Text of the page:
North Carolina’s Governor Bid Seeks to Repeal LGBT Law

By Czarina Ara Lasco

Oct 31, 2016 06:00 AM EDT

This election has been reinforced as a referendum of the said law considering North Carolina's conservative shift under the governance of the Republican McCrory and the legislature. While several surveys show that the race between the re-electionist McCrory and Democratic Attorney General Roy Cooper is in a statistical tie, this year's gubernatorial contest is one of the nation's most competitive race in the political history.

McCrory's competitor, Roy Cooper, proposes to revoke the House Bill 2 - a law that directs the member of the LGBT community to use bathrooms in educational institutions and government buildings according to the sex indicated in their birth certificates.

Cooper, North Carolina's Atorney General since 2001, also vowed to work on the restoration of the state's progressive image once elected and has launched an advertisement attacking the LGBT law, saying that it has "trashed our brand" and cost thousands of jobs.

 In a speech before the dozens of Democratic volunteers for him in Greensboro, Cooper said, "North Carolina is better than this. We always have been. We will be again."

After the devastating flooding caused by Hurricane Matthew, McCrory took a shot on redeeming himself  this month as he appeared on an almost everyday basis on the news showing that he is the one leading for the response and recovery efforts. Among McCrory's most recent advertisements is the one which shows footage from the storm and the riots that was triggered by the fatal shooting by a Charlotte police to a black man.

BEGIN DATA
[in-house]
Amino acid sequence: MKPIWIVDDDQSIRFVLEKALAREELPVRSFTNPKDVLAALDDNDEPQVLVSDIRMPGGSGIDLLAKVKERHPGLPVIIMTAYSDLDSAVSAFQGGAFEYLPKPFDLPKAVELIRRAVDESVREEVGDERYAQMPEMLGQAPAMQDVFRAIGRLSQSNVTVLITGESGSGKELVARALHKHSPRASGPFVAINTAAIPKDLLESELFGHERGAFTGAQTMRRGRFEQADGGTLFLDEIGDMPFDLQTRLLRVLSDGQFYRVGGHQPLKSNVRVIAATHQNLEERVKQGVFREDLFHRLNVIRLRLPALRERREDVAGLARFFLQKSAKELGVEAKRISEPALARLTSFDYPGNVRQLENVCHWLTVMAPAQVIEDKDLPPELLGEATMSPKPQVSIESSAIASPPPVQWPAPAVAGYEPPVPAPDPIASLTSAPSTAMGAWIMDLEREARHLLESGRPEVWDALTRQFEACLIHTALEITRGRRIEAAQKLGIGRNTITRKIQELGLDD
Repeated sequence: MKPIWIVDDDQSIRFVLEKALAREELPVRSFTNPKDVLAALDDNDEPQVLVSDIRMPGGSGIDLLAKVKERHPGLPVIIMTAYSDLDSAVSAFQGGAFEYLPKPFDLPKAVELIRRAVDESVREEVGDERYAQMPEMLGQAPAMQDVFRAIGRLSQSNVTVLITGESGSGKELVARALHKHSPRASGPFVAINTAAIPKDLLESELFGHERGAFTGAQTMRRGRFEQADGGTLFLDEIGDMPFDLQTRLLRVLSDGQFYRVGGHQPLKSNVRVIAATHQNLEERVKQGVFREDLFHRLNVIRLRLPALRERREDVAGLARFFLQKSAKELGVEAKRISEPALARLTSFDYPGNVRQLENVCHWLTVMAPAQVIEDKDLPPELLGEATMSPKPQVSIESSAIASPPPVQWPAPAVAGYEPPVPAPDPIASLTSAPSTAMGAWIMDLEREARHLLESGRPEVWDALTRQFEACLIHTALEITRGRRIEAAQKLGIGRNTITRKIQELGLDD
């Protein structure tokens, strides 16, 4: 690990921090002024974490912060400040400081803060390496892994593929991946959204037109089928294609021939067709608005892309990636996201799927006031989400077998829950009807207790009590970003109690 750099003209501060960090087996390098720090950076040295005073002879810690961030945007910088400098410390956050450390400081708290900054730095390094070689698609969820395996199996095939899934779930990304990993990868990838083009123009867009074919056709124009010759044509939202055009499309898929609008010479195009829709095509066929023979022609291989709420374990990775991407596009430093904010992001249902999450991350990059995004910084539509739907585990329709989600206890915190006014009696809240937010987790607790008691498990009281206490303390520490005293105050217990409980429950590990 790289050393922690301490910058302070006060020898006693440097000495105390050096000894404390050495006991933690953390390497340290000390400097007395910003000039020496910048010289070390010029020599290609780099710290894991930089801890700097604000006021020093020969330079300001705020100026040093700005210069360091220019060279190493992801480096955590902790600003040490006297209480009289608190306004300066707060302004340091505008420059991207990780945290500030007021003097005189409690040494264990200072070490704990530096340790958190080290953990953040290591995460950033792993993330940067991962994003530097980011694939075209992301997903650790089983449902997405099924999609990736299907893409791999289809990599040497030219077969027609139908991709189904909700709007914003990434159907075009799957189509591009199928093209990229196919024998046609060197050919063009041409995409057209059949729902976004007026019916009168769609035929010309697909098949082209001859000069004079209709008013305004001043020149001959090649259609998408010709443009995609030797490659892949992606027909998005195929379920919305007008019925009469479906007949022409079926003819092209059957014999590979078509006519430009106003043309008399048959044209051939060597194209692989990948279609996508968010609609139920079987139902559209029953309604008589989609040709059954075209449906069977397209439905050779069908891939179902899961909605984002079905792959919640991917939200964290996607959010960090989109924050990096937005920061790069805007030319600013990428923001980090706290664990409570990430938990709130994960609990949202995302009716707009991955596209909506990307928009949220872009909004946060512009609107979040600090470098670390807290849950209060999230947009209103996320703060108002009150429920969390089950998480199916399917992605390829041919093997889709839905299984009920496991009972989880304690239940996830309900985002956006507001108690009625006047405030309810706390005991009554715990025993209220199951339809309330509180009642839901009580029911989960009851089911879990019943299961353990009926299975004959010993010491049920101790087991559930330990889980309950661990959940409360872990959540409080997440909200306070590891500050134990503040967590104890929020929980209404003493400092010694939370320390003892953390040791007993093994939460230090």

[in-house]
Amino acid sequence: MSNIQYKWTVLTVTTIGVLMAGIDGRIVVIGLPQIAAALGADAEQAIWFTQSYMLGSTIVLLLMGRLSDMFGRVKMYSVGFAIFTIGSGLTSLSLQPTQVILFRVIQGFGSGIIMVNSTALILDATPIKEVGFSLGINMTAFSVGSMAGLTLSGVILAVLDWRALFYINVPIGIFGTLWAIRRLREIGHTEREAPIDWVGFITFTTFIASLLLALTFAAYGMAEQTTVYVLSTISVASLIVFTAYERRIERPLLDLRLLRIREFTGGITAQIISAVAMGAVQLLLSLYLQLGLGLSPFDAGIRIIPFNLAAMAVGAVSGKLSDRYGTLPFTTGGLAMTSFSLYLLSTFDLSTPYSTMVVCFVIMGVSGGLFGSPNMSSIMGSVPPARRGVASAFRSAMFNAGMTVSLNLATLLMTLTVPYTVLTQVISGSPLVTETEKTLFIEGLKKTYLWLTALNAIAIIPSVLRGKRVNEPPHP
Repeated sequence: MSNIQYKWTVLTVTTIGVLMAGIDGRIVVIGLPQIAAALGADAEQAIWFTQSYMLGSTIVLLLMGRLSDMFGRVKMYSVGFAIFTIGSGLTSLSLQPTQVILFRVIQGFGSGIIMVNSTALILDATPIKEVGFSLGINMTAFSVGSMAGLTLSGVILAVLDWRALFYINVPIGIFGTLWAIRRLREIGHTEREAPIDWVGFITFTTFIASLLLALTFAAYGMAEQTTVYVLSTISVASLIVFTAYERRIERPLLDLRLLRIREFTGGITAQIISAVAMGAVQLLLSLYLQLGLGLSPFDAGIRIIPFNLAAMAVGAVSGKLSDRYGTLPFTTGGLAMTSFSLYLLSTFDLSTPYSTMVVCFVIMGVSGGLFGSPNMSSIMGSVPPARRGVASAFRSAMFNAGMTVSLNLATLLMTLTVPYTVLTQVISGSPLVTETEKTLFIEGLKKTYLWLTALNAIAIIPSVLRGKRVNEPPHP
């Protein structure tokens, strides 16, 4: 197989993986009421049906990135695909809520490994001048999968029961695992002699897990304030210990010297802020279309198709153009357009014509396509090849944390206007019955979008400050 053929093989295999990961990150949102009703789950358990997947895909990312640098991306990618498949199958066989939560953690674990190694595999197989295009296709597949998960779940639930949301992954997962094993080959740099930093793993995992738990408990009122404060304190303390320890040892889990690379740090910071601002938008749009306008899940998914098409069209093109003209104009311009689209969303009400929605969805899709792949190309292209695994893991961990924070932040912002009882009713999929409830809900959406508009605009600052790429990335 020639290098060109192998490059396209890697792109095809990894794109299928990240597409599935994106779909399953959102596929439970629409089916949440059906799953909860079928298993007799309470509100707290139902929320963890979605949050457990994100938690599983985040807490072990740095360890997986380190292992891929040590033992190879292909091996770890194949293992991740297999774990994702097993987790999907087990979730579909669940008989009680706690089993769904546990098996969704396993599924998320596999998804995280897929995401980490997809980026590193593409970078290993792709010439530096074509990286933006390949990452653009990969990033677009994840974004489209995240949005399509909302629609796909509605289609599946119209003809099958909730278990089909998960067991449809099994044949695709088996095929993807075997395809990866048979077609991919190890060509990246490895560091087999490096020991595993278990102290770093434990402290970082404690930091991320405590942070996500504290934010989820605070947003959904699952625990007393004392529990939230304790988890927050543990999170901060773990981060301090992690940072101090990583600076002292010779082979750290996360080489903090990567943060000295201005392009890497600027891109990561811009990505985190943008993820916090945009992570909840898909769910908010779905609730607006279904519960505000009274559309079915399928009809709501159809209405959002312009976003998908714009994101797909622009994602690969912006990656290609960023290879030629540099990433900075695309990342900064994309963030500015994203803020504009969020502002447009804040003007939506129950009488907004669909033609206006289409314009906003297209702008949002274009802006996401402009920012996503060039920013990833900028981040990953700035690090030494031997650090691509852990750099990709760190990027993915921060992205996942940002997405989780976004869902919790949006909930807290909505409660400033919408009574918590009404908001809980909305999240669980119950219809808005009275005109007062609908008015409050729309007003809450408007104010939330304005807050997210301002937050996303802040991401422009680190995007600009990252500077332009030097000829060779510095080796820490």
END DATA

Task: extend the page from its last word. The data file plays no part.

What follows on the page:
In an interview with The Associated Press, McCrory said: "The last four years I've focused on my job as governor. The campaign has always been secondary. Any event that happens in a state ... you just do your job. But I assume if we didn't do it right, there would be political ramifications."

The actions of McCrory has earned him support not only from the solid Republicans, but from several Democrats, as well. The 72-year-old David Parker from Rocky Mount told that he voted for McCrory because he has "stood out during Hurricane Matthew and been very responsive to the people in eastern North Carolina that have been in some problems".

Just like the other candidates from the Democratic Party, Cooper has also been benefited in the massive get-out-the-vote operation by the presidential campaign of Hillary Clinton as early in-person voting began Oct. 20. According to the data analyzed by the Center for Public Integrity, with Cooper's campaigns airing almost twice as many ads on broadcast television compared to McCrory, this election's campaign has been costly and nasty.

© 2024 VCPOST, All rights reserved. Do not reproduce without permission.

Join the Conversation

Real Time Analytics